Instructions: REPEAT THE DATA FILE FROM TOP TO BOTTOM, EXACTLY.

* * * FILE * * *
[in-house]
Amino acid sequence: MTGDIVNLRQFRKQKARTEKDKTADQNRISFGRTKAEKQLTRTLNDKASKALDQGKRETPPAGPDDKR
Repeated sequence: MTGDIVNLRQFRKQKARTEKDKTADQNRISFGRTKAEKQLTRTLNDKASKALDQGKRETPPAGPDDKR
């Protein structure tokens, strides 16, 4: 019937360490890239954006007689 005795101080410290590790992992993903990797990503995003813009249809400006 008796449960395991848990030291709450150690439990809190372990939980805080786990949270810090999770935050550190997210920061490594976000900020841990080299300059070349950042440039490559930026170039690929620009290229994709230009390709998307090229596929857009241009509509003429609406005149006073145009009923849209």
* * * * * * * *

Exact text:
[in-house]
Amino acid sequence: MTGDIVNLRQFRKQKARTEKDKTADQNRISFGRTKAEKQLTRTLNDKASKALDQGKRETPPAGPDDKR
Repeated sequence: MTGDIVNLRQFRKQKARTEKDKTADQNRISFGRTKAEKQLTRTLNDKASKALDQGKRETPPAGPDDKR
């Protein structure tokens, strides 16, 4: 019937360490890239954006007689 005795101080410290590790992992993903990797990503995003813009249809400006 008796449960395991848990030291709450150690439990809190372990939980805080786990949270810090999770935050550190997210920061490594976000900020841990080299300059070349950042440039490559930026170039690929620009290229994709230009390709998307090229596929857009241009509509003429609406005149006073145009009923849209």